Commercially insured patients with cancer typically have low costs for genetic counseling, according to a research letter published online July 29 in JAMA Health Forum.
Mya L. Roberson, Ph.D., from the Vanderbilt University School of Medicine, in Nashville, Tennessee, and colleagues used data from the IBM Watson Health MarketScan database to identify 16,791 privately insured patients with breast, prostate, endometrial, ovarian, colorectal, or pancreatic cancer, who had at least one encounter for genetic counseling from 2013 through 2019.
The researchers found that median net payments for genetic counseling encounters were $118 (range, $58 to $211). Most patients with cancer paid $0 for genetic counseling services, with an overall median out-of-pocket cost of $0 (range, $0 to $16). Almost one-third of patients (31.1 percent) had an out-of-pocket cost more than $0. Patients billed under Current Procedural Terminology code S0265 versus 96040 had a lower prevalence of out-of-pocket costs (adjusted prevalence ratio, 0.52). Patients with prostate cancer had a higher prevalence of experiencing out-of-pocket costs for genetic counseling (adjusted prevalence ratio, 1.28) versus breast cancer patients.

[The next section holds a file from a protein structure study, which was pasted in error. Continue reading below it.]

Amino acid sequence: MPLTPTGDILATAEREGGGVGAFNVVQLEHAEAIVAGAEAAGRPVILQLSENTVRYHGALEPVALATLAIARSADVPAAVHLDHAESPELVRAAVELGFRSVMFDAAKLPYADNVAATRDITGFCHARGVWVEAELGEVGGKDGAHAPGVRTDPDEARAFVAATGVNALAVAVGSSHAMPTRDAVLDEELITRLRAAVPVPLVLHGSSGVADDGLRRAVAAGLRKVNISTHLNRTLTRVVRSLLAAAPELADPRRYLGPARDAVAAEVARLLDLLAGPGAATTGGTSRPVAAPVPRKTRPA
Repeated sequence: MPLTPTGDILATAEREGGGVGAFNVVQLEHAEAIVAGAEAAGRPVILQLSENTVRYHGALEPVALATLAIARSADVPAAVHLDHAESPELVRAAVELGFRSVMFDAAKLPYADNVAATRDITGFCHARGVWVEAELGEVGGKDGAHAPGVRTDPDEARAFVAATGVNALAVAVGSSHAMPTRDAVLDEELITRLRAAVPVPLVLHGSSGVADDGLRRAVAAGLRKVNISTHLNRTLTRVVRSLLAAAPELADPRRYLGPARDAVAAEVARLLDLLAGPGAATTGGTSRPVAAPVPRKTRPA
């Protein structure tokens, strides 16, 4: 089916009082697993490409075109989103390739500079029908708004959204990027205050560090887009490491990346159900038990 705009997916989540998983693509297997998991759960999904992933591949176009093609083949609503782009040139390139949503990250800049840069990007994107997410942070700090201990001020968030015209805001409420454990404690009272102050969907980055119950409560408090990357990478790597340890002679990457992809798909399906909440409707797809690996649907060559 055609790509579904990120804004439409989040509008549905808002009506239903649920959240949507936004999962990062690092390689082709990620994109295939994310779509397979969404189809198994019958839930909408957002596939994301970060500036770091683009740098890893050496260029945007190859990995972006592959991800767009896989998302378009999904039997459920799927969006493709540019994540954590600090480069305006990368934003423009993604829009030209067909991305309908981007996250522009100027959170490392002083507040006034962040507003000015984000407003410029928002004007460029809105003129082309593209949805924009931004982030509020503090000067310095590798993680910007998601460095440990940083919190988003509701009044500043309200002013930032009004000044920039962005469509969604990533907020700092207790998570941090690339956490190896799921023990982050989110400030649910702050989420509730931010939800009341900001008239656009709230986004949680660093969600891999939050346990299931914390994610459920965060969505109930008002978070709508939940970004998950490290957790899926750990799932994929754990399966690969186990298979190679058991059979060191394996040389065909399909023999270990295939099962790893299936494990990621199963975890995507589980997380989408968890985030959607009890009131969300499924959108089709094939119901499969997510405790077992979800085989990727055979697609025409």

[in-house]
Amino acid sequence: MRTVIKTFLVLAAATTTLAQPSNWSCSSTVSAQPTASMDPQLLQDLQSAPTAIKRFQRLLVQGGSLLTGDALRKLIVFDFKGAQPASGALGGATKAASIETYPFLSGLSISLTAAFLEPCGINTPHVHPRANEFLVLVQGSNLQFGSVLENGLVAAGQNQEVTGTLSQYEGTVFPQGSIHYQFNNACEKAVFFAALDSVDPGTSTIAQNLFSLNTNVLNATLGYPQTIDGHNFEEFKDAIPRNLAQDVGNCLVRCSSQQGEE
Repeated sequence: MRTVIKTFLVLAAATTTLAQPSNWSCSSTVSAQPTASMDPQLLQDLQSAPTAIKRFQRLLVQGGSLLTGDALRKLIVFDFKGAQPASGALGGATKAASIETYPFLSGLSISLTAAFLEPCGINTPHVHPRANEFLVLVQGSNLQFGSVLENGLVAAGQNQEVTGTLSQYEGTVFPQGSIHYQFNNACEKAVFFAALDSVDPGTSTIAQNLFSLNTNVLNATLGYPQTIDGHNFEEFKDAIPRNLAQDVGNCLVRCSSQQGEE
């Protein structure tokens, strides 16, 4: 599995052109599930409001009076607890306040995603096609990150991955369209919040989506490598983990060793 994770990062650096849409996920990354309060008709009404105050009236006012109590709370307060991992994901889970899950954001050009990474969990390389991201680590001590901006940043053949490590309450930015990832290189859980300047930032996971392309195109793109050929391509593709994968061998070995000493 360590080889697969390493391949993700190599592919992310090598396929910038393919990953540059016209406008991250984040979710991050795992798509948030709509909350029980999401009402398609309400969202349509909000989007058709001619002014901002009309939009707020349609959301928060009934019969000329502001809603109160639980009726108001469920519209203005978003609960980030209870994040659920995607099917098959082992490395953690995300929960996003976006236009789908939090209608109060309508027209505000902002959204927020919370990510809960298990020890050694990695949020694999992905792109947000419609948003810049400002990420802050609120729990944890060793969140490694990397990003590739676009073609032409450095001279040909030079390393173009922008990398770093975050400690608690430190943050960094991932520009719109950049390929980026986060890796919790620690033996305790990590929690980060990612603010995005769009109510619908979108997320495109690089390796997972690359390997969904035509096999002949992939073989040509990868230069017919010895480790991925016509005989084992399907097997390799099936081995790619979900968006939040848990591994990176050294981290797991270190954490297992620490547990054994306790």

“Although costs for patients were low, because the Centers for Medicare & Medicaid Services does not recognize certified genetic counselors as a billable provider, genetic counseling costs may be shifted to health care practices,” the authors write.
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